The maximum amount of money an insurer or reinsurer is willing to risk in a single loss event on a single risk or in a given period. The limit of capacity for an insurer or reinsurer may also be imposed by law or regulatory authority.
The excess of premiums earned by a reinsurer during any reporting period over the combined total of expenses and losses incurred by the reinsurer during the same period.
The ratio of premium writings to surplus.
Also known as policy year, see the definition of Policy Year Experience under Accident Year Experience.
In rating, the use of all premiums written as arising from all policies written or renewed during the year and all losses relating to those same policies, whenever they may occur.
See also: Accident Year Experience
Unearned Premium Reserve
The sum of all the premiums representing the unexpired portions of the policies or contracts which the insurer or reinsurer has on its books as of a certain date. It is usually based on a formula of averages of issue dates and the length of term.
Utmost Good Faith
Firm adherence to promises made to another, including disclosure of all relevant facts, and complete trust in the fidelity of the other. Black's Law Dictionary states: "The most abundant good faith, absolute and perfect candor, openness and honesty; the absence of any concealment or deception, however slight."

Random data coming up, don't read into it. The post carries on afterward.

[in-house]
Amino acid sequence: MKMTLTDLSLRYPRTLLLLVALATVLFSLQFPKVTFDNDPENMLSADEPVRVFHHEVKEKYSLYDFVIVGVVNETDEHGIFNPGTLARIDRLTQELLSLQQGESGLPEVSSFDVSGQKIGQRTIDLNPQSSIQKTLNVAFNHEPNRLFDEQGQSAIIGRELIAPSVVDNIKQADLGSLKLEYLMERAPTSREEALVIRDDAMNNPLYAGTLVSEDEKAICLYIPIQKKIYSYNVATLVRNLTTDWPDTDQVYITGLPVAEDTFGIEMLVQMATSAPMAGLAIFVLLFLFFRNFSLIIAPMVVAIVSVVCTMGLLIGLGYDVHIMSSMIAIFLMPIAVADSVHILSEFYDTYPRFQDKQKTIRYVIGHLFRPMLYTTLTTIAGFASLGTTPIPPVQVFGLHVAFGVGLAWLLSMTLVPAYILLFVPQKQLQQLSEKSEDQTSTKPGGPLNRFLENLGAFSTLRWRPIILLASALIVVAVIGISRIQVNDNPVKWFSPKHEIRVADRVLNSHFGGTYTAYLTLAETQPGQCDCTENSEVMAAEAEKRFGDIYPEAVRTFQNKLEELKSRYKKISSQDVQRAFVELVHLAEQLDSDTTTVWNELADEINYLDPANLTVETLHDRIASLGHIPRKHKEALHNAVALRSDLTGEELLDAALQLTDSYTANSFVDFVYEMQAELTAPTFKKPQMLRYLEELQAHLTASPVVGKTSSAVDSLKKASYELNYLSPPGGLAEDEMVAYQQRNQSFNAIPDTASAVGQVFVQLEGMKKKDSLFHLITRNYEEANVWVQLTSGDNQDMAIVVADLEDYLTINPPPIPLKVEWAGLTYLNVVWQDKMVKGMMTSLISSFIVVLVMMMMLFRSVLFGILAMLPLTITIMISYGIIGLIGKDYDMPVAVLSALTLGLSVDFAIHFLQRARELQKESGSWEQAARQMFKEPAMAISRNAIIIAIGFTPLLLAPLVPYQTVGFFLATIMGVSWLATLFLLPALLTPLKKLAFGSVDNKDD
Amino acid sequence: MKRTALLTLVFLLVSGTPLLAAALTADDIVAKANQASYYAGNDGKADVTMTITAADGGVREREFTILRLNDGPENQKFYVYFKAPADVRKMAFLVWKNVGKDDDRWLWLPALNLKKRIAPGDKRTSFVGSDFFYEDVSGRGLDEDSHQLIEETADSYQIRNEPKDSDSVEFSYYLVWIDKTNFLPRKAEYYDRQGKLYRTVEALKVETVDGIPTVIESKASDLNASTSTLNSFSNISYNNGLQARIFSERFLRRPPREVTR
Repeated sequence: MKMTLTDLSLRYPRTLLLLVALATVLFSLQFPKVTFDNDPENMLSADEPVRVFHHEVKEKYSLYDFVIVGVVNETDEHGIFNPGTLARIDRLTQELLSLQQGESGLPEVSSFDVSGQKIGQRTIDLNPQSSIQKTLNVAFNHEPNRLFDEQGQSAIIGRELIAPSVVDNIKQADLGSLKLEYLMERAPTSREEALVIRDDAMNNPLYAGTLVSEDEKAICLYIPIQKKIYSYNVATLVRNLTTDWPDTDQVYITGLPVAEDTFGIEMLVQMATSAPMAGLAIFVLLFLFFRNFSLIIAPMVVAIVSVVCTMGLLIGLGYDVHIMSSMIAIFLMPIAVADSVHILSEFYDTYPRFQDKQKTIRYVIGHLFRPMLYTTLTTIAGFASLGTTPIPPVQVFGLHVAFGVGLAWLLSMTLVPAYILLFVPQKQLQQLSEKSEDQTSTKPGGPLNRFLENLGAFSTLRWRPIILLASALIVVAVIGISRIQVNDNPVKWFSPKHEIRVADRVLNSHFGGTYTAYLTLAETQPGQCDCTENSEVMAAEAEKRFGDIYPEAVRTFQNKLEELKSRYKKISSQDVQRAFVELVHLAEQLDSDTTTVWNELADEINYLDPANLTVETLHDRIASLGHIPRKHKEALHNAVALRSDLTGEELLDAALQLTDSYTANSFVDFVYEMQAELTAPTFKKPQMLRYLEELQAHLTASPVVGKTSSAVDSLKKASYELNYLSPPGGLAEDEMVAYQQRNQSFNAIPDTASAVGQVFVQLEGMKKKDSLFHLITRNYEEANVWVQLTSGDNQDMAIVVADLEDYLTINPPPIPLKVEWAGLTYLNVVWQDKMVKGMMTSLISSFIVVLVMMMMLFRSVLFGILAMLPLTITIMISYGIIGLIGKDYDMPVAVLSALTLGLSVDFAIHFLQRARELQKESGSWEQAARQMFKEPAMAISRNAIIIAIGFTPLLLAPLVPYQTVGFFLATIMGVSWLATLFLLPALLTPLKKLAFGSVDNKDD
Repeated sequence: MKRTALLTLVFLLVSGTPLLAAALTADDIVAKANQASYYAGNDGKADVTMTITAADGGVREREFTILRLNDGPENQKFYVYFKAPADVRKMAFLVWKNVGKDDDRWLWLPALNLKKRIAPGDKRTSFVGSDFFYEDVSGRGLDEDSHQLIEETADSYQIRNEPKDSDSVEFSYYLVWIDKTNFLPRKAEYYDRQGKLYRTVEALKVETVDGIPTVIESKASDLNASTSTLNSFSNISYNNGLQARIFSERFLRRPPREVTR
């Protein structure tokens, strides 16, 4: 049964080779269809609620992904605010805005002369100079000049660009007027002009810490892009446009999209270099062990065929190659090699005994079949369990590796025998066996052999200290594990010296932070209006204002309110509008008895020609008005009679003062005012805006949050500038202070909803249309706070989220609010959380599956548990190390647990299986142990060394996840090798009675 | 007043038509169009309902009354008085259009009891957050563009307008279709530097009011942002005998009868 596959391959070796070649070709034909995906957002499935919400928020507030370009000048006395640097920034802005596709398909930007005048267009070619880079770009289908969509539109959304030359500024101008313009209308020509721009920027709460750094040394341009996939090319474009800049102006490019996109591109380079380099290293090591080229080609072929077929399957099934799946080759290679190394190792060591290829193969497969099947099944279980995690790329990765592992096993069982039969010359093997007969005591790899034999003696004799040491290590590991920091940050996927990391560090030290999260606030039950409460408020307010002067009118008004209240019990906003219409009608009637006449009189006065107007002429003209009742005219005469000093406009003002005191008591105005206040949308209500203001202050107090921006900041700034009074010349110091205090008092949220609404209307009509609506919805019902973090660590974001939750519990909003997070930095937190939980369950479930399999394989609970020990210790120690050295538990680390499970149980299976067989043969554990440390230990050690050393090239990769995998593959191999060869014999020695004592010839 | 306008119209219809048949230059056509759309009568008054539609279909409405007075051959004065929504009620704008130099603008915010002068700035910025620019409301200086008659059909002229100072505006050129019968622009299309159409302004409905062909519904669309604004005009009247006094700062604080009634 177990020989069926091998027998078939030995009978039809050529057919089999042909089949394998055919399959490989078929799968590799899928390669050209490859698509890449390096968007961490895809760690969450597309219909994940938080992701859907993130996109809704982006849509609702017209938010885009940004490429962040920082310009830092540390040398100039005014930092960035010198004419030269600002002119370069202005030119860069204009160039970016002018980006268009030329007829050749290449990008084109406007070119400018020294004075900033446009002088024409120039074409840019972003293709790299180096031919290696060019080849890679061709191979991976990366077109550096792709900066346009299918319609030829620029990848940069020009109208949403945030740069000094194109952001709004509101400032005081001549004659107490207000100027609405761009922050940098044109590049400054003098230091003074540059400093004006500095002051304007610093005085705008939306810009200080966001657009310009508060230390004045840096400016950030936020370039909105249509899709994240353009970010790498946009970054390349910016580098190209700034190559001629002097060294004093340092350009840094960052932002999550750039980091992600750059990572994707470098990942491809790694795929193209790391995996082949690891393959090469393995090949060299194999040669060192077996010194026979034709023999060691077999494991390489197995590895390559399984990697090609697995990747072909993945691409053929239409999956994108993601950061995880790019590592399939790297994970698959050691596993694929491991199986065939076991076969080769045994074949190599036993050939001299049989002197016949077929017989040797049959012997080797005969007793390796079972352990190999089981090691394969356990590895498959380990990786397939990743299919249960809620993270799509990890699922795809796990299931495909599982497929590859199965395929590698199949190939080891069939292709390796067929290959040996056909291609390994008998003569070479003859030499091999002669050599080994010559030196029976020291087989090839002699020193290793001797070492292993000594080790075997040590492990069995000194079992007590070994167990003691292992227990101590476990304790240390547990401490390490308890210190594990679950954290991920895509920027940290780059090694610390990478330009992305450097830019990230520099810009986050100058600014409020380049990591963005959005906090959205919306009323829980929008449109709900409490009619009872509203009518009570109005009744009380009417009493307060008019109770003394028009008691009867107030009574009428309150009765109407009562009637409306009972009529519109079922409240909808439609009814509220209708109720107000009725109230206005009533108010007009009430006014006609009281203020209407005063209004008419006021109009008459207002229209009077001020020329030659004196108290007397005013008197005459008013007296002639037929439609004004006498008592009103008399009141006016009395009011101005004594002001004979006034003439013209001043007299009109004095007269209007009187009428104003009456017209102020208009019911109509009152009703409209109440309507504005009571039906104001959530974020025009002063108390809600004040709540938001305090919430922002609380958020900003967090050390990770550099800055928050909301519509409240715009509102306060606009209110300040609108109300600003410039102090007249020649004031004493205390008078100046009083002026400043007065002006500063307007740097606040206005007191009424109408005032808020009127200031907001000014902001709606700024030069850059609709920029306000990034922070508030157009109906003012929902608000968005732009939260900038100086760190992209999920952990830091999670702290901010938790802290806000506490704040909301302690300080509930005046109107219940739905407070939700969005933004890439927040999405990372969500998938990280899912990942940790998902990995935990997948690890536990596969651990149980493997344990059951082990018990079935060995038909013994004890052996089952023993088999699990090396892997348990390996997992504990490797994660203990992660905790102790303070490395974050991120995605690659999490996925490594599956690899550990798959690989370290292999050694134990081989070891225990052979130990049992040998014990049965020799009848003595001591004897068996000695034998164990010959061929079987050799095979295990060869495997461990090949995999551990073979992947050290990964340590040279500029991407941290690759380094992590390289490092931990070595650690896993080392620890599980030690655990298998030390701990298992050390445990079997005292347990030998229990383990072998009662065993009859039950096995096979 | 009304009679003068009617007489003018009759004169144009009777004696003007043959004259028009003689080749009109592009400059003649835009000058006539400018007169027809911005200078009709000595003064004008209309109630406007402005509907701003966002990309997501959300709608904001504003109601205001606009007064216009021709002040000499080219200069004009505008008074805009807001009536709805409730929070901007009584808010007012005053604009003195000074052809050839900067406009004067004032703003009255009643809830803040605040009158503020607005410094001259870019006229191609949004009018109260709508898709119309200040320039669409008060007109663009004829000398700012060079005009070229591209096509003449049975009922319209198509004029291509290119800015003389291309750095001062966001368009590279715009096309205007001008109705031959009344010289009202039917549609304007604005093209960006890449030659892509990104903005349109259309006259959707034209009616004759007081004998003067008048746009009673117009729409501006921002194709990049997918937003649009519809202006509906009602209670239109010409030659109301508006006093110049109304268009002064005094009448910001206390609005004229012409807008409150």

The liability of one party which by law becomes the liability of another, such as the liability of an employer for the acts of an employee.
A payment made by an insolvent debtor which, by statute, is recoverable by the debtor's estate because it was either made within a particular fixed period of time prior to commencement of insolvency proceedings or it was in payment of a noncontemporaneous debt, and had the effect of giving the particular creditor who received it more than that creditor's pro rata share of the debtor's assets.
Warranted No Known or Reported Losses
In ocean marine insurance, a statement made on application for excess or catastrophe reinsurance, which is being backdated, to protect the reinsurer from placement of reinsurance after a loss has occurred.
An agreement between insurers and asbestos producers that established a claims handling center to agree on and coordinate payments to claimants and arbitration procedures between producers and insurers.
A contract covering a type of excess reinsurance (per risk) in which loss frequency is anticipated, as opposed to loss severity. Thus, a working cover would usually have a low indemnity and would attach above a relatively low retention. See Per Risk Reinsurance.
Written as Such
Insurance written to cover a specific peril and specifically referred to as such, as opposed to insurance which may incidentally cover the peril, e.g., flood insurance written under a flood insurance policy v. a personal property floater, which would cover flood among a myriad of other perils.
See: Loss in Excess of Policy Limit